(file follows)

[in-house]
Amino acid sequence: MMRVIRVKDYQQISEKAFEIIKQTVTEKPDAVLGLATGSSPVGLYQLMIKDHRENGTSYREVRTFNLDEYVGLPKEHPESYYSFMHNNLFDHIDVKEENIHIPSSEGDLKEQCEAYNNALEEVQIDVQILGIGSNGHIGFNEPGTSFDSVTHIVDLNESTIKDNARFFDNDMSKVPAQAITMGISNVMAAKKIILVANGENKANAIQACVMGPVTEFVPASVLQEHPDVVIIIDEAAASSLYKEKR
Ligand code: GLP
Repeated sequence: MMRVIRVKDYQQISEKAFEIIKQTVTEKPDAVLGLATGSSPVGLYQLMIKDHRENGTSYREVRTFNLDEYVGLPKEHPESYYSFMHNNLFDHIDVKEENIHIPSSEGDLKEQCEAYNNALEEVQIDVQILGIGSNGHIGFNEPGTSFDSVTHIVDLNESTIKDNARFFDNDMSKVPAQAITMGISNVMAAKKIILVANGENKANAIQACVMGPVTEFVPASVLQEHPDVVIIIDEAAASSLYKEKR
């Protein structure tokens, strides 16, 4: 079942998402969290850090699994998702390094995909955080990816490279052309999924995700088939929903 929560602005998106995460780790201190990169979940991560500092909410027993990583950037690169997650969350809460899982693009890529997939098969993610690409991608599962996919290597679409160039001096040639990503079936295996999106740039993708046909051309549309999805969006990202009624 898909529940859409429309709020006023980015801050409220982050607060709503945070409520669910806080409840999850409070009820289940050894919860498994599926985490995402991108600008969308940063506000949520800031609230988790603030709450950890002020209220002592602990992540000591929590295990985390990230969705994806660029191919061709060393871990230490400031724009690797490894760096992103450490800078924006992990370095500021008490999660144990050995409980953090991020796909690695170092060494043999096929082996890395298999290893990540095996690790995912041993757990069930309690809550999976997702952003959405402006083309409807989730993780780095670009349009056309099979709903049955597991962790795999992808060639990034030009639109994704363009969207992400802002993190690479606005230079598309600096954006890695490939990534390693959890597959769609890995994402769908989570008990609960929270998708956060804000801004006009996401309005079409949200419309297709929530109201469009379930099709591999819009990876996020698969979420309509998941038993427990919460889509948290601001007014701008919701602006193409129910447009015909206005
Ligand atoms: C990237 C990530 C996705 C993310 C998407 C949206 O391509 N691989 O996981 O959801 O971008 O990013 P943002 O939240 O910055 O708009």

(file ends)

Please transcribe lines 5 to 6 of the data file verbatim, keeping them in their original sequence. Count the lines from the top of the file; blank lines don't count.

């Protein structure tokens, strides 16, 4: 079942998402969290850090699994998702390094995909955080990816490279052309999924995700088939929903 929560602005998106995460780790201190990169979940991560500092909410027993990583950037690169997650969350809460899982693009890529997939098969993610690409991608599962996919290597679409160039001096040639990503079936295996999106740039993708046909051309549309999805969006990202009624 898909529940859409429309709020006023980015801050409220982050607060709503945070409520669910806080409840999850409070009820289940050894919860498994599926985490995402991108600008969308940063506000949520800031609230988790603030709450950890002020209220002592602990992540000591929590295990985390990230969705994806660029191919061709060393871990230490400031724009690797490894760096992103450490800078924006992990370095500021008490999660144990050995409980953090991020796909690695170092060494043999096929082996890395298999290893990540095996690790995912041993757990069930309690809550999976997702952003959405402006083309409807989730993780780095670009349009056309099979709903049955597991962790795999992808060639990034030009639109994704363009969207992400802002993190690479606005230079598309600096954006890695490939990534390693959890597959769609890995994402769908989570008990609960929270998708956060804000801004006009996401309005079409949200419309297709929530109201469009379930099709591999819009990876996020698969979420309509998941038993427990919460889509948290601001007014701008919701602006193409129910447009015909206005
Ligand atoms: C990237 C990530 C996705 C993310 C998407 C949206 O391509 N691989 O996981 O959801 O971008 O990013 P943002 O939240 O910055 O708009």